Cents: Coin Library
This is the Small Cents section of our comprehensive Coin Library. You will find more information about each cent coin design below.
Originally, the United States made a large version of copper one-cent coins. This was abandoned in the middle of the 19th century. The smaller size cents that we are familiar with today proved more useful and popular with the public.
The Flying Eagle cent was the first "small cent." More than 1,000 pattern pieces were struck in 1856. Many of these entered circulation. This has led most collectors to consider the 1856 Flying Eagle cent the first year of circulation. Mass production of the Flying Eagle cent began in 1857 but ended only one year later, in 1858.
The short run of the Flying Eagle cent was blamed on the difficulty in getting a full strike. The new small cent used an alloy of 88% copper and 12% nickel, instead of the pure copper used on the large cents that preceded it. The change to a nickel alloy was pushed through Congress by rich industrialist Joseph Wharton, who had a monopoly over the U.S. nickel market.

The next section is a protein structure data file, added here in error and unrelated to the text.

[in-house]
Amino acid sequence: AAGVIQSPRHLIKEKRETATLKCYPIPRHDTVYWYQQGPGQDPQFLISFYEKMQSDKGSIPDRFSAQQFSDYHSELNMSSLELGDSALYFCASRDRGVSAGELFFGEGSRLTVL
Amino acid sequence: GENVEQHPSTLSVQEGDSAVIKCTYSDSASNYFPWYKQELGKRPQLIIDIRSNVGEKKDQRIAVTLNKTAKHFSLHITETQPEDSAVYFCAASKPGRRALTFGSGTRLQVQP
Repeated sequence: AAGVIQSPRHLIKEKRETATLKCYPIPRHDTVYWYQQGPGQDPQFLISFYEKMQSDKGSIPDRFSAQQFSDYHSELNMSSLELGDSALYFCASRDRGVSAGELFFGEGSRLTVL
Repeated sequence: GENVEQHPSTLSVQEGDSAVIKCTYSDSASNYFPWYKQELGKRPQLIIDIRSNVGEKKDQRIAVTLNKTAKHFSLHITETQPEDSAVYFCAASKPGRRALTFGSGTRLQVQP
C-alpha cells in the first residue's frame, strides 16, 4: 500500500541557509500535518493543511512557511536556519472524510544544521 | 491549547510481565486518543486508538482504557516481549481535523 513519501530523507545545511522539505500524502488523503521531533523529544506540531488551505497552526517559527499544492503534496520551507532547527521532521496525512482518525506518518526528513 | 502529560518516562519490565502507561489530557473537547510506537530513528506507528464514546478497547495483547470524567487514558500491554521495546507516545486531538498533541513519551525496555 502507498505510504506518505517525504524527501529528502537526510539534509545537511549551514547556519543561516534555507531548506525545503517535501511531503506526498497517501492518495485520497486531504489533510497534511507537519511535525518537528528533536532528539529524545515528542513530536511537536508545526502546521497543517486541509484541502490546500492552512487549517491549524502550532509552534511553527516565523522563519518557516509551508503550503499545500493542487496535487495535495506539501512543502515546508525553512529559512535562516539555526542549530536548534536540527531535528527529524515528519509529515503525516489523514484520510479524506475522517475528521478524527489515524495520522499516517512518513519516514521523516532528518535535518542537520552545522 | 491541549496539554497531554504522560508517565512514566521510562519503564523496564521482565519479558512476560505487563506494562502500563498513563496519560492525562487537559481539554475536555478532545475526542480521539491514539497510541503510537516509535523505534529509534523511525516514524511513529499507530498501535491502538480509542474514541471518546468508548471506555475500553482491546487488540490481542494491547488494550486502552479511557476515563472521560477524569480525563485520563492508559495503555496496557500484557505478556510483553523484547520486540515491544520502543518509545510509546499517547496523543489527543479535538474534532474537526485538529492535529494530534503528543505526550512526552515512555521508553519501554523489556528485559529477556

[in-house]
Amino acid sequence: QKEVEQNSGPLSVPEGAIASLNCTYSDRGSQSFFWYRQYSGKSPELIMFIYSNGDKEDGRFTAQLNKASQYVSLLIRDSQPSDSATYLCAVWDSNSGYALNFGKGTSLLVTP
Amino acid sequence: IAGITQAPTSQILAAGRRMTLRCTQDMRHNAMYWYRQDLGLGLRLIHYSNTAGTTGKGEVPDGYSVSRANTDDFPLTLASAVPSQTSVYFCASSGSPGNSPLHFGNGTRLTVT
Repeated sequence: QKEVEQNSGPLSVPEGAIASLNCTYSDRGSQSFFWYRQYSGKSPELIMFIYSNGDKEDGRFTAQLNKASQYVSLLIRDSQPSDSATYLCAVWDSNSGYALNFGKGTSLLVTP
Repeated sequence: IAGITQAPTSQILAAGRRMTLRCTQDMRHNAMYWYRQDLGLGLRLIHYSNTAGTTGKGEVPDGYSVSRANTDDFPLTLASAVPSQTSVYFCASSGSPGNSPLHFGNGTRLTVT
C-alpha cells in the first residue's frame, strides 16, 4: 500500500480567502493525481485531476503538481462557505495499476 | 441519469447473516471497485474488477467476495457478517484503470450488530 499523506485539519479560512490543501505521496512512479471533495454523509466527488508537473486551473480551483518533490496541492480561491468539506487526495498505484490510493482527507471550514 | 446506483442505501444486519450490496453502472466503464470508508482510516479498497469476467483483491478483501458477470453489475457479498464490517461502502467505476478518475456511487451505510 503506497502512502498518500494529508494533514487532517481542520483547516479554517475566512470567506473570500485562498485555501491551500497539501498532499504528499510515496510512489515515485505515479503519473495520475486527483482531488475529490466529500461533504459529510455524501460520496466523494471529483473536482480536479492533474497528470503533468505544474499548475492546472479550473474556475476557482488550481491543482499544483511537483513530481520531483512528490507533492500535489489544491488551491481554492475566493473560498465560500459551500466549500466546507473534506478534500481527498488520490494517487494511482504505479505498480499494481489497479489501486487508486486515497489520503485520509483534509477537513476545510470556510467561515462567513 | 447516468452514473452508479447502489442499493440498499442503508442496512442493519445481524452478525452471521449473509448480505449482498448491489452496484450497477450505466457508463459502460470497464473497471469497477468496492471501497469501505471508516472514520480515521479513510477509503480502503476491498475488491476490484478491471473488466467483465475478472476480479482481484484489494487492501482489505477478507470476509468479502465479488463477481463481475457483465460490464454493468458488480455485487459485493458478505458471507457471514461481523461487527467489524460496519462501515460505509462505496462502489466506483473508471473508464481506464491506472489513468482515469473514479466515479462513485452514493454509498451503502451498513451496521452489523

The Indian Head cent design ran for fifty years, from 1859 to 1909. It was replaced later than year by the Lincoln cent. The Indian head cent used an 88%/12% copper-nickel alloy from 1859 to 1864. This was the same hard alloy used by the Flying Eagle cent, and it caused the same problems in getting a complete strike on the coins.
This composition was changed to bronze in 1864. This 95% copper alloy would be the standard for small cents for nearly 100 years. The softer metal allowed the Mint to easily strike pennies with full details.
The Lincoln cent debuted in 1909 to mark the 100th anniversary of the birth of Abraham Lincoln. It is the longest-running coin design in U.S. history. Technically, only the obverse, showing Lincoln's profile, has remained unchanged. There have been three distinct reverses on the Lincoln cent.
The original "Wheat Back" design ran from 1909 to 1958. To mark the 150th anniversary of Lincoln's birth, the reverse was changed to feature the Lincoln Memorial.
After a special Lincoln Bicentennial celebration in 2009 that featured cents with four different reverses, the Lincoln cent received its third permanent reverse. This reverse, introduced in 2010, features a vintage Union Shield design that was popular in early American art through the beginning of the 20th century.